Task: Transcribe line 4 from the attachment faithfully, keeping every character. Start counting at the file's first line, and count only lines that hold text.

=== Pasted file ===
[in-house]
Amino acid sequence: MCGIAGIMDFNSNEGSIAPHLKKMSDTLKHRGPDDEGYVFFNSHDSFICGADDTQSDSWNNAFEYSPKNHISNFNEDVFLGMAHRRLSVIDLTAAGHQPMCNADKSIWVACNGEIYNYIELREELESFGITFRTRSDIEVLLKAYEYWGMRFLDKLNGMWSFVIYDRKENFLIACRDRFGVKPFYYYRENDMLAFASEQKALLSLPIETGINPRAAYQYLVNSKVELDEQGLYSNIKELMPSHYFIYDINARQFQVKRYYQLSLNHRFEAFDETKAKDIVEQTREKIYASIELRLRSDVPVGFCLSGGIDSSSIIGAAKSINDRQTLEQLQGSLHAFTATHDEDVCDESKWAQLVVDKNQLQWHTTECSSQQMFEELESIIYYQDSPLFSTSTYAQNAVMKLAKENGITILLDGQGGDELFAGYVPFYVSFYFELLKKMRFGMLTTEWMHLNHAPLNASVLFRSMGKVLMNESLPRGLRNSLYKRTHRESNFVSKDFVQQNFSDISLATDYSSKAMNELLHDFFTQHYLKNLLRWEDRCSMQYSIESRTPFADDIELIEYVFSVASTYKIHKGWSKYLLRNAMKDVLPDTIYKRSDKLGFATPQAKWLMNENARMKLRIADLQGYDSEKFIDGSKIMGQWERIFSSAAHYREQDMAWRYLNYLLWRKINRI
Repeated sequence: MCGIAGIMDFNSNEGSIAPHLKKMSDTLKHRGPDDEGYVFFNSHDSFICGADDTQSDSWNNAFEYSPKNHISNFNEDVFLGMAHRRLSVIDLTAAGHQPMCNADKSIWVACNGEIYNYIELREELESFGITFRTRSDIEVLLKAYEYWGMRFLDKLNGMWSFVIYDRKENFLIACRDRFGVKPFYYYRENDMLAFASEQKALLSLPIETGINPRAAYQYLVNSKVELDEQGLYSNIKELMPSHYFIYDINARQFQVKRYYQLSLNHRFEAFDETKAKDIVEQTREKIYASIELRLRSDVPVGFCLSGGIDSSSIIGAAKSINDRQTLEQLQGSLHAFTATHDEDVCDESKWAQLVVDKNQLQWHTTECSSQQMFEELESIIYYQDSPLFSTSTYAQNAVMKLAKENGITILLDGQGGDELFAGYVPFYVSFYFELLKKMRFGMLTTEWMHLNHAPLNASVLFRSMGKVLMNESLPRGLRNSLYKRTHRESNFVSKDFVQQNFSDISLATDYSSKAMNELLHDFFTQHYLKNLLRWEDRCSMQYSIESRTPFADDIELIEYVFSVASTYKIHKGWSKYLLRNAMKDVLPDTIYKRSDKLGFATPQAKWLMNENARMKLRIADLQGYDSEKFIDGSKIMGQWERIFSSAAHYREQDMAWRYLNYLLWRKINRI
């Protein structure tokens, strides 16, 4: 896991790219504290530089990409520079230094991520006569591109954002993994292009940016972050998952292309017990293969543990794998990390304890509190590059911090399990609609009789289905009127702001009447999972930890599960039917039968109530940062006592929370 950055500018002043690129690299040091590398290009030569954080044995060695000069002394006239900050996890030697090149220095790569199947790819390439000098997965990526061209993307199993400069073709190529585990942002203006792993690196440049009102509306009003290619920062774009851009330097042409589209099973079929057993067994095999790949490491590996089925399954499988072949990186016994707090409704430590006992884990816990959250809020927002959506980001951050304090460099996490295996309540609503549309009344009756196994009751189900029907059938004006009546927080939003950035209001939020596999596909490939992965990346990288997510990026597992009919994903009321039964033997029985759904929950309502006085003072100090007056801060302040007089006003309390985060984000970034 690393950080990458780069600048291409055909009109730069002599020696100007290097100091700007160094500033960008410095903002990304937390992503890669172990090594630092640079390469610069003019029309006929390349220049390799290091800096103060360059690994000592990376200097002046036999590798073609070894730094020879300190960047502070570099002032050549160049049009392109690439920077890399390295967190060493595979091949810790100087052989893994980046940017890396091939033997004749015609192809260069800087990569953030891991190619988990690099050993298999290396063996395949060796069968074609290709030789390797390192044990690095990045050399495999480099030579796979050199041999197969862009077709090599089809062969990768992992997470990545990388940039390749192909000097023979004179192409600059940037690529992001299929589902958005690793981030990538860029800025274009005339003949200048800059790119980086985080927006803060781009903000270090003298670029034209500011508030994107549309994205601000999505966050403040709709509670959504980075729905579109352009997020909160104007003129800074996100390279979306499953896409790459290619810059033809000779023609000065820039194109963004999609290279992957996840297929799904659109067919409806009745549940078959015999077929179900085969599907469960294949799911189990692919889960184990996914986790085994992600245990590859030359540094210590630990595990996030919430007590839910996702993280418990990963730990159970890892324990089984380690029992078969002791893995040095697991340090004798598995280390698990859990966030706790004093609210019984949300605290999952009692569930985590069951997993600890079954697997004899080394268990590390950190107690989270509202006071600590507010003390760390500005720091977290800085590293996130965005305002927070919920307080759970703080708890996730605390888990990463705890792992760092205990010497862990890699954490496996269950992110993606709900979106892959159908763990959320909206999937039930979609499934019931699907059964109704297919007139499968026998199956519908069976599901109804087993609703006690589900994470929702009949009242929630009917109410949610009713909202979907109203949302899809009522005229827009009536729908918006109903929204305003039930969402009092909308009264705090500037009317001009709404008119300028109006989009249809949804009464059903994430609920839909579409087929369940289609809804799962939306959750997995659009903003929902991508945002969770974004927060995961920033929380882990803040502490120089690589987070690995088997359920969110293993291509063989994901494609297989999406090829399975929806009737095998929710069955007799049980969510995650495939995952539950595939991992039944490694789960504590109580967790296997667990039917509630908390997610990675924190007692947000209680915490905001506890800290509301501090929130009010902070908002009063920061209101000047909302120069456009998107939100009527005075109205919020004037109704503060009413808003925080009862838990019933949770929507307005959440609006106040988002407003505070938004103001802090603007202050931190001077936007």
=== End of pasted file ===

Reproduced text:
């Protein structure tokens, strides 16, 4: 896991790219504290530089990409520079230094991520006569591109954002993994292009940016972050998952292309017990293969543990794998990390304890509190590059911090399990609609009789289905009127702001009447999972930890599960039917039968109530940062006592929370 950055500018002043690129690299040091590398290009030569954080044995060695000069002394006239900050996890030697090149220095790569199947790819390439000098997965990526061209993307199993400069073709190529585990942002203006792993690196440049009102509306009003290619920062774009851009330097042409589209099973079929057993067994095999790949490491590996089925399954499988072949990186016994707090409704430590006992884990816990959250809020927002959506980001951050304090460099996490295996309540609503549309009344009756196994009751189900029907059938004006009546927080939003950035209001939020596999596909490939992965990346990288997510990026597992009919994903009321039964033997029985759904929950309502006085003072100090007056801060302040007089006003309390985060984000970034 690393950080990458780069600048291409055909009109730069002599020696100007290097100091700007160094500033960008410095903002990304937390992503890669172990090594630092640079390469610069003019029309006929390349220049390799290091800096103060360059690994000592990376200097002046036999590798073609070894730094020879300190960047502070570099002032050549160049049009392109690439920077890399390295967190060493595979091949810790100087052989893994980046940017890396091939033997004749015609192809260069800087990569953030891991190619988990690099050993298999290396063996395949060796069968074609290709030789390797390192044990690095990045050399495999480099030579796979050199041999197969862009077709090599089809062969990768992992997470990545990388940039390749192909000097023979004179192409600059940037690529992001299929589902958005690793981030990538860029800025274009005339003949200048800059790119980086985080927006803060781009903000270090003298670029034209500011508030994107549309994205601000999505966050403040709709509670959504980075729905579109352009997020909160104007003129800074996100390279979306499953896409790459290619810059033809000779023609000065820039194109963004999609290279992957996840297929799904659109067919409806009745549940078959015999077929179900085969599907469960294949799911189990692919889960184990996914986790085994992600245990590859030359540094210590630990595990996030919430007590839910996702993280418990990963730990159970890892324990089984380690029992078969002791893995040095697991340090004798598995280390698990859990966030706790004093609210019984949300605290999952009692569930985590069951997993600890079954697997004899080394268990590390950190107690989270509202006071600590507010003390760390500005720091977290800085590293996130965005305002927070919920307080759970703080708890996730605390888990990463705890792992760092205990010497862990890699954490496996269950992110993606709900979106892959159908763990959320909206999937039930979609499934019931699907059964109704297919007139499968026998199956519908069976599901109804087993609703006690589900994470929702009949009242929630009917109410949610009713909202979907109203949302899809009522005229827009009536729908918006109903929204305003039930969402009092909308009264705090500037009317001009709404008119300028109006989009249809949804009464059903994430609920839909579409087929369940289609809804799962939306959750997995659009903003929902991508945002969770974004927060995961920033929380882990803040502490120089690589987070690995088997359920969110293993291509063989994901494609297989999406090829399975929806009737095998929710069955007799049980969510995650495939995952539950595939991992039944490694789960504590109580967790296997667990039917509630908390997610990675924190007692947000209680915490905001506890800290509301501090929130009010902070908002009063920061209101000047909302120069456009998107939100009527005075109205919020004037109704503060009413808003925080009862838990019933949770929507307005959440609006106040988002407003505070938004103001802090603007202050931190001077936007």